Taiwan - Going Solo



The relationship you have with yourself is the most important relationship in your life. But time alone can also be overwhelming when you are dealing with fears hidden deep inside yourself.


Author Robert Pirsing talked in one of his novels of an old indian way of catching a monkey: You drop a handful of rice into a hollowed-out coconut. The monkey will reach in, grab the rice, and then find that he can not get his fist back out through the hole. If the monkey would just let go of the rice, he could escape. But he will not. 


Letting go sounds easy. It is as simple as that: you let go. But when it comes to letting go of fears, worries, inhibitions or habits, it can feel as impossible as releasing the handful of rice. Any yet, I came about as close as I probably ever have, on a solo trip to Taiwan.



In today’s world, busy is a state of being. We value our lives run on six hours sleep, coffee in hand, eating on the move, answering emails as we walk. We fool ourselves into thinking busy-ness makes us important, influential, successful. But the truth is, there is a direct correlation with busy-ness and unhappines – the busier you are, the more harried you feel, and the less you are able to appreciate genuine downtime. 


In part, thats why spending time alone has lost out. It does not feel productive enough when there so many other things we could be doing – if not work, spending time with our families; if not famliy, spending time indulging in the infinite possibilities a simple internet connection brings. We plug in headphones when we run, switch on the radio when we drive, drag our laptops into bed, even flick through instagram in the bath (guilty). Solitude has become a negative concept – a sign of melancholy (someone eating alone in a nice restaurant, for instance, will likely inspire pity).


And yet, the benefits of introspection and self-reflection have been recommended by psychologists, philosophers and artists for centuries. With the perspective gained from alone-time, our self-awareness grows, as does the strength and meaning of our relationships. Problems become more manageable. Creativity flourishes. We relax. As psychologist said „A person who can find a rich self-experience in a solitary state is far less likley to feel lonely when alone“. 

For these reasons, I decided to spend some days on my own.


„You are a very emotional sensitive person – worry to much, you keep my emotions to close.“ Thats what my trainer told me on our first lesson and he said “You need to work on detachment.” 

Detachment is the process of becoming happy with who you are, irrespective of what you-ve got. Attachment is a trap we all fall into; imagining we will be happy when we have more money in the bank, or when we are 10 pounds lighter. We naturally put stock in the external world, but in doing so we open ourselves up to the possibilities that whatever brings us happines can be lost, and therefore has the potential to cause pain. The only way out of this dilemma is by releasing our attachment to the outcome – in other words, to let go.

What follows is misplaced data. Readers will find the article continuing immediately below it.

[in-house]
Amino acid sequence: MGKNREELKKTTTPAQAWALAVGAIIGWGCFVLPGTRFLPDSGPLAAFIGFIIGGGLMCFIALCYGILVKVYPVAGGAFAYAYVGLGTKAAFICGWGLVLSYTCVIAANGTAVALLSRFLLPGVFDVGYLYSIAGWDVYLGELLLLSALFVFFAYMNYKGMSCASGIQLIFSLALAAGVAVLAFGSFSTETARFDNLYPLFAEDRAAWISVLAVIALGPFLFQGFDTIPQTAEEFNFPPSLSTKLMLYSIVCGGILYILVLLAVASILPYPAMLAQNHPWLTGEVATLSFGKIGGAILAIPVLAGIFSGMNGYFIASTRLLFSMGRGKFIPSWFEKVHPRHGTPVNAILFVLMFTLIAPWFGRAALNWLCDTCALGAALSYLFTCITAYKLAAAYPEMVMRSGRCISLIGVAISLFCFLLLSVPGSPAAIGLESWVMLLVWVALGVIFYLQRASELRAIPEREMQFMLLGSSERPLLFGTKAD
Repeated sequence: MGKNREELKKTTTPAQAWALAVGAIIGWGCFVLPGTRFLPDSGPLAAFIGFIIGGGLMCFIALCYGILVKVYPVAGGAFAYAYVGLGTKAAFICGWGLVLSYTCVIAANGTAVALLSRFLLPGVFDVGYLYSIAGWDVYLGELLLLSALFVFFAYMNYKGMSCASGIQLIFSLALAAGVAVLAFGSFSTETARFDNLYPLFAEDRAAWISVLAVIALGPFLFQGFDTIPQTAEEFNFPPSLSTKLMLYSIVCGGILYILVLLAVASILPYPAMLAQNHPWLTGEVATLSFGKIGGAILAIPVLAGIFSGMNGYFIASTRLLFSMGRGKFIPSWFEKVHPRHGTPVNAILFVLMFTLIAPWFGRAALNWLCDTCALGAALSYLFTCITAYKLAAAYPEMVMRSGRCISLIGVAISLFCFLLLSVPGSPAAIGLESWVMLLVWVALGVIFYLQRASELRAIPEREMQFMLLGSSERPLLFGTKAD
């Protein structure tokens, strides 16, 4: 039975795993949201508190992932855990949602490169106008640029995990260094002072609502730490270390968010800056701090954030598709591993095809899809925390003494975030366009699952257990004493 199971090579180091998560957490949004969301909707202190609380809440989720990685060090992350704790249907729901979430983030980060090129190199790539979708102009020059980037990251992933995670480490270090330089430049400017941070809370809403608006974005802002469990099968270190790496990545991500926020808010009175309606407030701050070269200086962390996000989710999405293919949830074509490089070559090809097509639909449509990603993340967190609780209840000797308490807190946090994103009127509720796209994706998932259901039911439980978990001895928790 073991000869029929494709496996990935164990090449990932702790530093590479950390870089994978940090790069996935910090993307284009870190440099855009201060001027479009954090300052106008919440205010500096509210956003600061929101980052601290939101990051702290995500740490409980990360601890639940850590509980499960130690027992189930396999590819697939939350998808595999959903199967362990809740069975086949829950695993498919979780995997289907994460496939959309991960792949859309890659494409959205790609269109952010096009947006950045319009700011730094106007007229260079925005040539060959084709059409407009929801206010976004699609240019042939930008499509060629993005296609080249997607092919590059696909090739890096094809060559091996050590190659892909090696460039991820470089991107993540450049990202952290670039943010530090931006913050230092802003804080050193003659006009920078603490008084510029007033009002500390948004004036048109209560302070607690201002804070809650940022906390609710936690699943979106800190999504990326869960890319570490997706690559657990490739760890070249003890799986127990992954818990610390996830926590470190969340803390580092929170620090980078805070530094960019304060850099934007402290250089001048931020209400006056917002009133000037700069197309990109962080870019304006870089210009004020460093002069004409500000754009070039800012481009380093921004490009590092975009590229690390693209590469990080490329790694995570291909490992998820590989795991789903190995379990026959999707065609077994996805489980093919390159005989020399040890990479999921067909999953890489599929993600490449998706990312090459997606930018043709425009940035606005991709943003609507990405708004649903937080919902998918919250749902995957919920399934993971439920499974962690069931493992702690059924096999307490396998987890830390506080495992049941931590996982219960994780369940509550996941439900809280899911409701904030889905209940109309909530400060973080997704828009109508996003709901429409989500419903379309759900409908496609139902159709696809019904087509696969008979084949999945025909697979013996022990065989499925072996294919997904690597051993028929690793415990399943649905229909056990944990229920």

I got the question and the answer in one phrase “Are you thinking of something that worries you? Good. Now smile at it.” I opened my eyes and laughed, awkwardly, until i realised that my trainer was serious. I closed my eyes again and tried. It felt worng and weird, siling with my eyes closed. He add “This thing that worries you- of course it makes you feel sad and stressed, it is natural. But you can not control it and your worries will not make it better, so smile.” 

We sat for five minutes, 2 strangers, eyes closed, concentration lines on our foreheads. When I opened my eyses, I felt tears picking at the corners. He said “That is good. Your are letting go.”


 Spending time in nature can heal. Undo a hectic lifestyle. Coming here I am already withdrawing. Here you can take further step back, into nature, and really concentrate on being intropective.


Detachment is much harder than attachment. No one enjoys being introspective at first , but the more you practice letting go, the more enjoyable it will become.



After time I started to feel a little different. Small changes – it started off with a full night of rest, without waking once. My lover back did not ache and I did not crave for coffee in the morning. I felt energised in the afternoon, insead of the usual lethargy. 


For the first time in a long time I was not self-conscious about the way I looked or what i wore. I went to dinner without my iPhone and I was not bored. I felt optimistic, my life, my future. I feld happy being on my own, which is the last thing I was expecting.


I do not think i mastered the art of detachment. I will probably always worry about things I can not control, just as I know I will never be OK with some stuff. But in a way, I am fine with that. Because I learnt something more meaningful to me; that every once in awhile, it is possible to let go – eyes closed, and with a smile. 



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Here is Tom. Just a creative, food loving, traveling guy from Frankfurt. Lets rock the world.